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By Alan Jacobs


In praise of accidental sagacity.

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Serendipity is different. The word was coined by that curious man Sir Horace Walpole, known today (if at all) as one of the founders of the "Gothic" tale of suspense and terror, but more famous in his own time as an especially elegant and proficient writer of letters. In a 1754 letter to a friend he describes his discovery of some curious Venetian coat of arms, and pauses to say that "This discovery, indeed, is almost of that kind which I call Serendipity." And then he explains that "very expressive word" of his own invention: "I once read a silly fairy tale, called 'The Three Princes of Serendip'"—Serendip being an old name for Sri Lanka: "as their Highnesses travelled, they were always making discoveries, by accidents and sagacity, of things which they were not in quest of … (for you must observe that no discovery of a thing you are looking for comes under this description)." The finding of what one is not looking for will be the element of the letter most obviously relevant to what I've been saying so far; but equally important is the phrase "by accidents and sagacity," or, as Walpole puts it later in the same letter, "accidental sagacity."

Fortuity happens, but serendipity can be cultivated. You can grow in serendipity. You can even become a disciple of serendipity. The elevation of Fortuna to the status of goddess is a way of shrugging: an admission of helplessness, an acknowledgment of all that lies beyond our powers of control. But in the very idea of serendipity is a kind of hope, even an expectation, that we can turn the accidents of fortune to good account, and make of them some knowledge that would have been inaccessible to us if we had done no more than discover what we were looking for.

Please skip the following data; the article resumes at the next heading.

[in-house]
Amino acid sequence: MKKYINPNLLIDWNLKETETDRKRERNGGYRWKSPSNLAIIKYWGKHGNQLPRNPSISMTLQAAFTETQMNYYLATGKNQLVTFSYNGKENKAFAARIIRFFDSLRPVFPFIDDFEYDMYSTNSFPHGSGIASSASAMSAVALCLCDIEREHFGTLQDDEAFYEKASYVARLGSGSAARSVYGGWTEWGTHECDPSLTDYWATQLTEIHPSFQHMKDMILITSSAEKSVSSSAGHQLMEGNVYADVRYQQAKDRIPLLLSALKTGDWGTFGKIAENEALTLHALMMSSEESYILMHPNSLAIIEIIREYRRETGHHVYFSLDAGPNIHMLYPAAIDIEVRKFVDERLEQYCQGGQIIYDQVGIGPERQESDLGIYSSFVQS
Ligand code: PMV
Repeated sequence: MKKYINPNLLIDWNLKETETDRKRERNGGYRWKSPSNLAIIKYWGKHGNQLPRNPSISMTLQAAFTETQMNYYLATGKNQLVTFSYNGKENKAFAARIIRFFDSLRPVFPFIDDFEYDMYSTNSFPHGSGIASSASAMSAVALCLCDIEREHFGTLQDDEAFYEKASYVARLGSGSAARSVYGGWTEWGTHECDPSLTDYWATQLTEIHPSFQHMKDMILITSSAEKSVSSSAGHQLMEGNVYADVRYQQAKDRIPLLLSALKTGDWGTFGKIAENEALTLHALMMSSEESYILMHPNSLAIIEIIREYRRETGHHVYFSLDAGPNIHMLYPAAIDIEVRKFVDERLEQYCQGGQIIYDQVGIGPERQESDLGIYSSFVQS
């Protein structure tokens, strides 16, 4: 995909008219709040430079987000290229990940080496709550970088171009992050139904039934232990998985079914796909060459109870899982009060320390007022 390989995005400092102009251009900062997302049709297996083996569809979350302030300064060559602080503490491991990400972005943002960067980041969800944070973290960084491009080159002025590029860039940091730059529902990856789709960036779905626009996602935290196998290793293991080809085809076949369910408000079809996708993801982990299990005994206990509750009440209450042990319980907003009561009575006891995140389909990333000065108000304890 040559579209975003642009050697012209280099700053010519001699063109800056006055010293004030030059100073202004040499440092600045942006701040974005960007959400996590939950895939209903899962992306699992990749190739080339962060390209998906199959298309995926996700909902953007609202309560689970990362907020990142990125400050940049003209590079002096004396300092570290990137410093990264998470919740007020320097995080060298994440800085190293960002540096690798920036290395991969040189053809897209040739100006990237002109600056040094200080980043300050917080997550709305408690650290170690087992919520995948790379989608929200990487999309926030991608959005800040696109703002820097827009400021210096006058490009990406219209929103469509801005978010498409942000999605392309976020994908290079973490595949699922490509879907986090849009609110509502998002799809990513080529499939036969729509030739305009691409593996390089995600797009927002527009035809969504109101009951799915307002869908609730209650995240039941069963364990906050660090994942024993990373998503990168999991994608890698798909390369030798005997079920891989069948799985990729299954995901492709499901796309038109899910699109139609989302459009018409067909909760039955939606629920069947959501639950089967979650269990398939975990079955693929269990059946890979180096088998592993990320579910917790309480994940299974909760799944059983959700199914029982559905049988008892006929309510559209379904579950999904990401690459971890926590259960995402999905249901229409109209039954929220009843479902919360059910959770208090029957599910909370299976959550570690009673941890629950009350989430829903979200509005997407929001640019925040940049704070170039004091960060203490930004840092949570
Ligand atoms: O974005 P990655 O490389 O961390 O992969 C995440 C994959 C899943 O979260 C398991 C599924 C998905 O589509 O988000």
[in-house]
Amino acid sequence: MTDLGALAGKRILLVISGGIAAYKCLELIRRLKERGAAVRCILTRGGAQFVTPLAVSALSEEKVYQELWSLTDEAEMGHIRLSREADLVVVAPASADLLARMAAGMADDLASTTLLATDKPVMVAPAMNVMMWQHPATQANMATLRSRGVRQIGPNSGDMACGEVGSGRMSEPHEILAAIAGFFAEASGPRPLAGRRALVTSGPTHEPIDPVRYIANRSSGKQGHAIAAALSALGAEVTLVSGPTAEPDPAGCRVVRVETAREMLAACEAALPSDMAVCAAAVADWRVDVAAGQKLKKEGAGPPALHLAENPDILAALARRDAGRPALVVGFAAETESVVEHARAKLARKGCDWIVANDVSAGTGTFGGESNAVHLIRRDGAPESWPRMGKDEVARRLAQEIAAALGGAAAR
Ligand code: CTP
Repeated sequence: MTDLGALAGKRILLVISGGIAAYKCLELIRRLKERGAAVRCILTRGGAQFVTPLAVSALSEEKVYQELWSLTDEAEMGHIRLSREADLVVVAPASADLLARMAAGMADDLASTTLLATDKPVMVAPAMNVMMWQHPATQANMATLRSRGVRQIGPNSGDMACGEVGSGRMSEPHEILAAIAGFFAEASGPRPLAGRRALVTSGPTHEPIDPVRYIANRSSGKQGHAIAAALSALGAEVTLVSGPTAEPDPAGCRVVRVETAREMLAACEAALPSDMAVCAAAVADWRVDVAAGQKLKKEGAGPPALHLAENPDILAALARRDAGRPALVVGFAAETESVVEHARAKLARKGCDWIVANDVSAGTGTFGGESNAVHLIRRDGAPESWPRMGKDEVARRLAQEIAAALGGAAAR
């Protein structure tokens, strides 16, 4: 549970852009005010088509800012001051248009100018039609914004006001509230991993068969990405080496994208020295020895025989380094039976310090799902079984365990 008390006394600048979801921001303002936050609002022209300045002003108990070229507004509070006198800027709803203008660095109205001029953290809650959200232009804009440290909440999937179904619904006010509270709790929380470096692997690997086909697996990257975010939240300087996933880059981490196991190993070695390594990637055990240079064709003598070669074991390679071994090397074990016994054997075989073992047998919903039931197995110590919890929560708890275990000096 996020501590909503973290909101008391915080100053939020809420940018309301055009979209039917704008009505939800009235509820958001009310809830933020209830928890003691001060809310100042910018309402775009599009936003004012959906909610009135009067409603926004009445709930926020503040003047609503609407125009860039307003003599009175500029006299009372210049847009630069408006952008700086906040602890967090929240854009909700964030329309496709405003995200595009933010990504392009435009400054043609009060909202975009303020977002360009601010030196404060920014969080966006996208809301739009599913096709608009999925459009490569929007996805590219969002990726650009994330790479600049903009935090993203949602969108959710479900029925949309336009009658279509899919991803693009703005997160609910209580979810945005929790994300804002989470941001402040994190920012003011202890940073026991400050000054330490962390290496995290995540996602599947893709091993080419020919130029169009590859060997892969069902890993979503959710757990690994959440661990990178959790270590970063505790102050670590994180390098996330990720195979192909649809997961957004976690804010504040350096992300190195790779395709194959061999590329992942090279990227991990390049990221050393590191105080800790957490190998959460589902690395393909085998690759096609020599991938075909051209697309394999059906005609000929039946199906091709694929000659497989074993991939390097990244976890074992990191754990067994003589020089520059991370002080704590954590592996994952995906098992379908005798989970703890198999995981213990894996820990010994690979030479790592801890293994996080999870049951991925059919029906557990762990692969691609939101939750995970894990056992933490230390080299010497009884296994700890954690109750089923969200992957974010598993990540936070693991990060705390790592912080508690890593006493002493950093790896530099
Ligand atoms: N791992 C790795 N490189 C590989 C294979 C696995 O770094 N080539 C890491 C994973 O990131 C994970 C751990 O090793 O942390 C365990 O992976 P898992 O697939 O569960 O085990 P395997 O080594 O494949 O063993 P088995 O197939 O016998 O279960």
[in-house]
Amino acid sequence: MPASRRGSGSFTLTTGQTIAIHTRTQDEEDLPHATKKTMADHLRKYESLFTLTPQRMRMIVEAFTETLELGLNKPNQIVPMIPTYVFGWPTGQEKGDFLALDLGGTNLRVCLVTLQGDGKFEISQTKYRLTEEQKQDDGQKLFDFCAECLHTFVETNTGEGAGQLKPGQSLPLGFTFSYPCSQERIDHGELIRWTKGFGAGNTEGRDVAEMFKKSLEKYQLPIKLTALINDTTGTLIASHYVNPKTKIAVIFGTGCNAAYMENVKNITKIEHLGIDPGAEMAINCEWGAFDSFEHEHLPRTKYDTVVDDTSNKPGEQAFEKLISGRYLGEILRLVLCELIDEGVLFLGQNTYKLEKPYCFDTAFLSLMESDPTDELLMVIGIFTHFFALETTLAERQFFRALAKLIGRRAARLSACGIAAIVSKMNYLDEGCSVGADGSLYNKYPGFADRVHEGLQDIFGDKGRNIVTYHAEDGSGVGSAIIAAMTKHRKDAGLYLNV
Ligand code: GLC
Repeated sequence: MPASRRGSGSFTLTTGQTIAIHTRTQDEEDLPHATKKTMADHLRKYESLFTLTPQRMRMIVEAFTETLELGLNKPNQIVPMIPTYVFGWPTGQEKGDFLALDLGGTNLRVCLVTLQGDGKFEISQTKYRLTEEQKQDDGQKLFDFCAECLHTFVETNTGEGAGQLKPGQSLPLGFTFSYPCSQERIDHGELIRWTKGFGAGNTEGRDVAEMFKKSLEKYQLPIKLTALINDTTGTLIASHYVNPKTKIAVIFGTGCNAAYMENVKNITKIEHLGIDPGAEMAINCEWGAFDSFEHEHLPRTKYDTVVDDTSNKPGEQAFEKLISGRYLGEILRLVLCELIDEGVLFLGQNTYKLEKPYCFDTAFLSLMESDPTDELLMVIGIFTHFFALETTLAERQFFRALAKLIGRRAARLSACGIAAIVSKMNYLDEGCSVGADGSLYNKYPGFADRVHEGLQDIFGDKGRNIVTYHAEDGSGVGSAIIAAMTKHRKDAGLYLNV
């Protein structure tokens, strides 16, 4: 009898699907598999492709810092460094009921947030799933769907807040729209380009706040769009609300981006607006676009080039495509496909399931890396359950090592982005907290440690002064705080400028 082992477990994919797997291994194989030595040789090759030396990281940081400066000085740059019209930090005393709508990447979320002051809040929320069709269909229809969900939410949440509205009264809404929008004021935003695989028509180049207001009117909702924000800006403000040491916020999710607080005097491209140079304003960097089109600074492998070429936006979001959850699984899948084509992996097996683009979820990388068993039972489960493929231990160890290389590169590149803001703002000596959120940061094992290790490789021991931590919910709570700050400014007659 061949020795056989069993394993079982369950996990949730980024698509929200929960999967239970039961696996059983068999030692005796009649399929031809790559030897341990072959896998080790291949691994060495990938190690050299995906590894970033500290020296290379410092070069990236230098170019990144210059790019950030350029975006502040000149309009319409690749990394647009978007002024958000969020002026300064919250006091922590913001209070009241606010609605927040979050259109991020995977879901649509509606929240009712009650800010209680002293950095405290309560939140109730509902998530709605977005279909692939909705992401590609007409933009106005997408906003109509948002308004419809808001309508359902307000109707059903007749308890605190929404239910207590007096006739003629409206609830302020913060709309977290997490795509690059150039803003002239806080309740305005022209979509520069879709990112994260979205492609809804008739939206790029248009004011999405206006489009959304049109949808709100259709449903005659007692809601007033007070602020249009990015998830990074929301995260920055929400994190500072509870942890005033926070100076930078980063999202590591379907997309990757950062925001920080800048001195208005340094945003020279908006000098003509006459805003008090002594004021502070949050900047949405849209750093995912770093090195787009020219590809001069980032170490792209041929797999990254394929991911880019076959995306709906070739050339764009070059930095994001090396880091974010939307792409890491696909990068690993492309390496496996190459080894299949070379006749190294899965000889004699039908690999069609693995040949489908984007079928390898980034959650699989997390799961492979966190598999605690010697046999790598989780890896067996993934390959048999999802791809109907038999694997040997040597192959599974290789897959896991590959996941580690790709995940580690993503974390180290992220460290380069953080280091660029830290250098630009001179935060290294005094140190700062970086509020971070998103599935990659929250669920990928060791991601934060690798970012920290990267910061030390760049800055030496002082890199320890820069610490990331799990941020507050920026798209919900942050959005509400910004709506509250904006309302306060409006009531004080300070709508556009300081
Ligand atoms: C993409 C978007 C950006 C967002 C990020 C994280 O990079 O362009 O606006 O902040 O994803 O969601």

Indeed, it may be possible not only to cultivate the sagacity but also the accidents. It may be possible, and desirable, to actively put yourself in the way of events beyond your control. Thus, just as I was completing this essay, I—serendipitously?—came across these comments by the historian Timothy Burke: "there are many contexts where I have very constrained expectations about what I expect to find through search, where serendipity or unpredictability is not at all what I want. Then I expect to be King User, and woe betide the peasant interfaces and authority–category churls that try to get between me and my goal. But there are other times where I want search to be alchemy, to turn the lead of an inquiry into unexpected gold. I'm hoping that the rush to simplify, speed up, demystify and digitize search doesn't leave that alchemy behind."

The cultivation of serendipity, of this alchemy, is an option for anyone, but—so I wish to argue—for Christians living in conditions of prosperity and security and informational richness it is something vital, perhaps even necessary. To practice "accidental sagacity" is to recognize that I don't really know where I am going, even if I like to think I do; that if I know what I am looking for I probably don't know what I need; that I am not master of my destiny and captain of my fate; that it is a very good thing that I am not master of my destiny and captain of my fate; that the more often I succumb to the temptation to say "I am my own" the more completely I close off the possibility of a blessing that comes from beyond my own desires and self–love. The cultivation of serendipity is at once a self–abnegation, a disciplining of technological power, a form of trust in God, and an expression of solidarity with the vast multitudes of Christians from all generations whose poverty and powerlessness made it impossible for them to think even for a moment that they could control their own lives. An accidental sagacity is the form of wisdom I most need, but am least likely to find.

Alan Jacobs teaches English at Wheaton College in Illinois, and is writing a book about original sin. His Tumblelog is here.

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